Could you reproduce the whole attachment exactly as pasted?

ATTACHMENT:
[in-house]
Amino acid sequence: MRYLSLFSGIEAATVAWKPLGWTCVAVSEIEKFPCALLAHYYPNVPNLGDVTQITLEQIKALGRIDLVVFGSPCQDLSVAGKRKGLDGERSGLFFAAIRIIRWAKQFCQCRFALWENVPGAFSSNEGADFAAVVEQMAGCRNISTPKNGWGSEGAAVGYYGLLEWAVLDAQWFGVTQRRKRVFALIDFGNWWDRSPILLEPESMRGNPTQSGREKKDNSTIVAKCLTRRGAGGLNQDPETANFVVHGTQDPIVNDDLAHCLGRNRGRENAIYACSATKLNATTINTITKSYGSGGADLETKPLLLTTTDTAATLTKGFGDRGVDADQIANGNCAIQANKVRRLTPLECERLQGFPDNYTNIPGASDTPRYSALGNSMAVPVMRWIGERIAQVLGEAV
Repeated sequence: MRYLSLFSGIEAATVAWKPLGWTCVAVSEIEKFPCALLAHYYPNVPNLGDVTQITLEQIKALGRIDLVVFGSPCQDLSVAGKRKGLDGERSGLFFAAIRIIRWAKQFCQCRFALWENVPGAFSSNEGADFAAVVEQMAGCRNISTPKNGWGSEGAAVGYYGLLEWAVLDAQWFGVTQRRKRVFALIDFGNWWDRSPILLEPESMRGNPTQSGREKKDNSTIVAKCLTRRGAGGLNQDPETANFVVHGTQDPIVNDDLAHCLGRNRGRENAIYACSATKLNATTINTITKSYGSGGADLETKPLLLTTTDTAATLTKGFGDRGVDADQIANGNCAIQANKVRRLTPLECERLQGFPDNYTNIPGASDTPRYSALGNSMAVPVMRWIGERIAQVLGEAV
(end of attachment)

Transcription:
[in-house]
Amino acid sequence: MRYLSLFSGIEAATVAWKPLGWTCVAVSEIEKFPCALLAHYYPNVPNLGDVTQITLEQIKALGRIDLVVFGSPCQDLSVAGKRKGLDGERSGLFFAAIRIIRWAKQFCQCRFALWENVPGAFSSNEGADFAAVVEQMAGCRNISTPKNGWGSEGAAVGYYGLLEWAVLDAQWFGVTQRRKRVFALIDFGNWWDRSPILLEPESMRGNPTQSGREKKDNSTIVAKCLTRRGAGGLNQDPETANFVVHGTQDPIVNDDLAHCLGRNRGRENAIYACSATKLNATTINTITKSYGSGGADLETKPLLLTTTDTAATLTKGFGDRGVDADQIANGNCAIQANKVRRLTPLECERLQGFPDNYTNIPGASDTPRYSALGNSMAVPVMRWIGERIAQVLGEAV
Repeated sequence: MRYLSLFSGIEAATVAWKPLGWTCVAVSEIEKFPCALLAHYYPNVPNLGDVTQITLEQIKALGRIDLVVFGSPCQDLSVAGKRKGLDGERSGLFFAAIRIIRWAKQFCQCRFALWENVPGAFSSNEGADFAAVVEQMAGCRNISTPKNGWGSEGAAVGYYGLLEWAVLDAQWFGVTQRRKRVFALIDFGNWWDRSPILLEPESMRGNPTQSGREKKDNSTIVAKCLTRRGAGGLNQDPETANFVVHGTQDPIVNDDLAHCLGRNRGRENAIYACSATKLNATTINTITKSYGSGGADLETKPLLLTTTDTAATLTKGFGDRGVDADQIANGNCAIQANKVRRLTPLECERLQGFPDNYTNIPGASDTPRYSALGNSMAVPVMRWIGERIAQVLGEAV